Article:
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Where Dinner Becomes the Show
by Sarah Sung on Sep 26, 2008
Upon entering Elizabeth Falkner’s new theater-scale SOMA address, you feel as much "on stage" as the local celeb chef/owner herself, with her easily recognizable platinum buzz cut. Named after the prominent American film auteur Orson Welles, Orson has been luring adventurous diners since its February 2008 opening, featuring an avant-garde menu full of boundary-pushing recipes -- from peppery chocolate pizza to maple-bacon ice cream.
At center stage is the often-crowded 30-seat, U-shaped, marble-topped bar, which, thanks to the generous happy hour ($5 cocktails on weekdays from 5pm to 7pm), is the main draw for local residents and workers. The dining room, dismissed as overly stark by detractors, extends toward the front of the former 1930s warehouse, while lounge space fills in around the bar and overflows upstairs.
Dishes that made the A-list on a recent visit: a grilled octopus salad with beef tendon and sprouted nuts ($11) proved an interesting “surf and turf” combination that worked well. The texture was outstanding, thanks to big crunch from the nuts, subtle bite from the tendon, and octopus' customary chewiness.
Although tartare is on every menu in the city (or so it seems), the hamachi tartare ($12) was fresh with creamy avocado, crisp radish and charred fish. The roasted pig ($21) was tender and crisp, and is quickly becoming a signature offering -- as is the house-made chicken-beer sausage ($18), served with pillows of gnocchi, nectarines, pistachio and frisée.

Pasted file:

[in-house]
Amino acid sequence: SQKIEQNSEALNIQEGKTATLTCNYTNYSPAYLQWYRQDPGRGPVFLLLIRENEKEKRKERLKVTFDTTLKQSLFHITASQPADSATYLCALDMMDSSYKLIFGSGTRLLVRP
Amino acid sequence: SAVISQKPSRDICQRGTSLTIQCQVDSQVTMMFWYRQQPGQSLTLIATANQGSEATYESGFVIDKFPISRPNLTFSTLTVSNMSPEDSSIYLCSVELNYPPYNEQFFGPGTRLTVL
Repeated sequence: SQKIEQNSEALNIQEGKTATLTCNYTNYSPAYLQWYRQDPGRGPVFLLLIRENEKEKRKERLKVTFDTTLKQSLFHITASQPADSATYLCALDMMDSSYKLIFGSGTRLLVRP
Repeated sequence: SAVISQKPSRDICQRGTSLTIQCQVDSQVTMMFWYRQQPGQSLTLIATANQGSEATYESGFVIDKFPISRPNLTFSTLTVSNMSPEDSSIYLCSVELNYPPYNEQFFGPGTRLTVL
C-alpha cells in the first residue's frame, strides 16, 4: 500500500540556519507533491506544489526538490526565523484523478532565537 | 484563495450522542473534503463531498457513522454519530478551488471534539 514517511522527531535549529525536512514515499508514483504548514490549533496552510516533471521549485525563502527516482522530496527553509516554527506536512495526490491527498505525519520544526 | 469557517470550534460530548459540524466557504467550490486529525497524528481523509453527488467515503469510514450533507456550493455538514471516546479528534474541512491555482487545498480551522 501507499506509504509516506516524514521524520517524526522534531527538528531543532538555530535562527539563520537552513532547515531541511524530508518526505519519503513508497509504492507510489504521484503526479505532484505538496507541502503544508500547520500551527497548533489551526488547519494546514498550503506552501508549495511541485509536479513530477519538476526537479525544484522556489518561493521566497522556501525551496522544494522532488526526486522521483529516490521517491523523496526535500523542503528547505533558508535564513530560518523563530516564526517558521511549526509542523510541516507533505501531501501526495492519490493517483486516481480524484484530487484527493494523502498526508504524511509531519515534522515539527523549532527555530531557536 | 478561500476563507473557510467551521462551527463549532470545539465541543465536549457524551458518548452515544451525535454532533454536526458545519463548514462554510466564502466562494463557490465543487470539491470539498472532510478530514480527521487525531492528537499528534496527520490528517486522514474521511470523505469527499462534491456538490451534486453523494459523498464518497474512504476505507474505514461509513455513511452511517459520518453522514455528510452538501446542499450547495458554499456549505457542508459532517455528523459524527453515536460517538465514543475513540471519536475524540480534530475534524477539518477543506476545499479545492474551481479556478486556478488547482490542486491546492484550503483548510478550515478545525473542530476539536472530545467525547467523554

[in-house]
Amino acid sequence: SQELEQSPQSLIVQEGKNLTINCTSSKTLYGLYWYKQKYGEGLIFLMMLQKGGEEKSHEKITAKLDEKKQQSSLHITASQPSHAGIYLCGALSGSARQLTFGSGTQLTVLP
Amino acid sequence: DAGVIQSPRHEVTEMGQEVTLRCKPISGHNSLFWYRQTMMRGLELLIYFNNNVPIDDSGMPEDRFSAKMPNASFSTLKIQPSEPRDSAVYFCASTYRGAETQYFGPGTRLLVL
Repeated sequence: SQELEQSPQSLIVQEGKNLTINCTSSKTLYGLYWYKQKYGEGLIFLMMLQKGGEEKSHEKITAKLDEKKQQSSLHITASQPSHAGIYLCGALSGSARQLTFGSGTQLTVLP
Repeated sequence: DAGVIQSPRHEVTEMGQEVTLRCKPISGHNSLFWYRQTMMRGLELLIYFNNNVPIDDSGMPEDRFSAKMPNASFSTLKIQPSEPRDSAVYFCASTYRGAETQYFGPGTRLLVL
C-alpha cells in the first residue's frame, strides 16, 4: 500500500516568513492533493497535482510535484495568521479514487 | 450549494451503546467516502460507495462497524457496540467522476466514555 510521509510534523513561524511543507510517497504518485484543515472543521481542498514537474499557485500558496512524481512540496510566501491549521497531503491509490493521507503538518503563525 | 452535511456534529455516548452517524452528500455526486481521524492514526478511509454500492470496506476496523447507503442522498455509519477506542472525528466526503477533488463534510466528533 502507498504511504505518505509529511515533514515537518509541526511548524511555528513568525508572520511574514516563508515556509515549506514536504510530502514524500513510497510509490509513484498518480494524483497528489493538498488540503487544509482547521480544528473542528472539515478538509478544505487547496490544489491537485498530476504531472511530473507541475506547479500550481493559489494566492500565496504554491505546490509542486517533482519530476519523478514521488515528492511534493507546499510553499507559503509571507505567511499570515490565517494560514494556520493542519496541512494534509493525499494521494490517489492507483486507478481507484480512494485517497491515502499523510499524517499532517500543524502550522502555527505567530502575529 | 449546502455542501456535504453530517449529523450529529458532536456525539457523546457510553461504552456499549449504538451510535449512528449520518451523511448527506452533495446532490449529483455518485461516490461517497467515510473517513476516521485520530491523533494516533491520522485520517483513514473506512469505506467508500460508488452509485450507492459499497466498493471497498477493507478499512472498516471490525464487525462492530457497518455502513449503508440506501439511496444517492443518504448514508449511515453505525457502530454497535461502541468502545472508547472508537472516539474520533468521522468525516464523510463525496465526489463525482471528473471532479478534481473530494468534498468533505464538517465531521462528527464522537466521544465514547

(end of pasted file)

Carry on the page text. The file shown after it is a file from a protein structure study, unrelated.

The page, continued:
From the list of companions (all sides $7), the duck-fat fries -- also on the bar menu -- get extra points thanks to the browned butter béarnaise dip accompanying them. And a plate of summer beans — wax beans with almonds, shallots and chili — epitomized the freshness of the season.
The B-list cult classics won’t appeal to everyone but will definitely spark conversation and wake up listless palates. The infamous tempura egg with nori and fava beans ($10) -- a soft-boiled egg wrapped in a nori tempura batter and flash fried -- came swimming in a salty scallion bouillon, a boon for saltaholics at the table.
The second standout: chocolate pizza with piment d'espelette (a hot Basque paprika) and sea salt ($14), which was salty, spicy, sweet and savory, all at the same time. One of five more obviously savory wood-fired pizzas (like one with pork sausage, fig, crema, and arugula at $15), the chocolate pizza took a bit of warming up to; but in the end, our table finished every last crumb.
While the chocolate pizza makes for an interesting dessert in itself, the true dessert list shouldn’t be missed. With Citizen Cake as its sister restaurant -- and onetime Citizen Cake pastry sous chef Luis Villavelazquez manning the pastry station -- Orson’s dessert list is unsurprisingly inventive and extravagant. Entitled “naughty and nice,” the menu runs about 10 items deep, with an unprinted offering: the maple-bacon ice cream “pigwich” that was on the opening menu.
If in doubt, the safest order is the “Night Bites” ($15), a plate of tastes from the entire list. Otherwise, “A Quick Glance” ($10) features a rich olive oil cream over honey ice cream and perfectly ripe pluots.
The by-the-glass wine list is limited (four whites and three reds) so the cocktails ($12) can play the starring role. The “Lady From Shanghai” (gin, passion fruit, grapefruit, flower foam) is fast becoming mixologist Jackie Patterson’s signature. But we enjoyed the “Touch of Evil” (bourbon, mint, lemon, absinthe, strawberry, rhubarb syrup) for its minty freshness and potent bourbon kick.
The modern, dark-chocolate industrial décor, concepted by co-owner Sabrina Riddle, can feel both spacious and intimate, and the movie projected on the wall behind the bar makes the atmosphere feel bustling and fun -- the ideal setting for bringing a touch of drama to the dinner table.
by Sarah Sung on Sep 26, 2008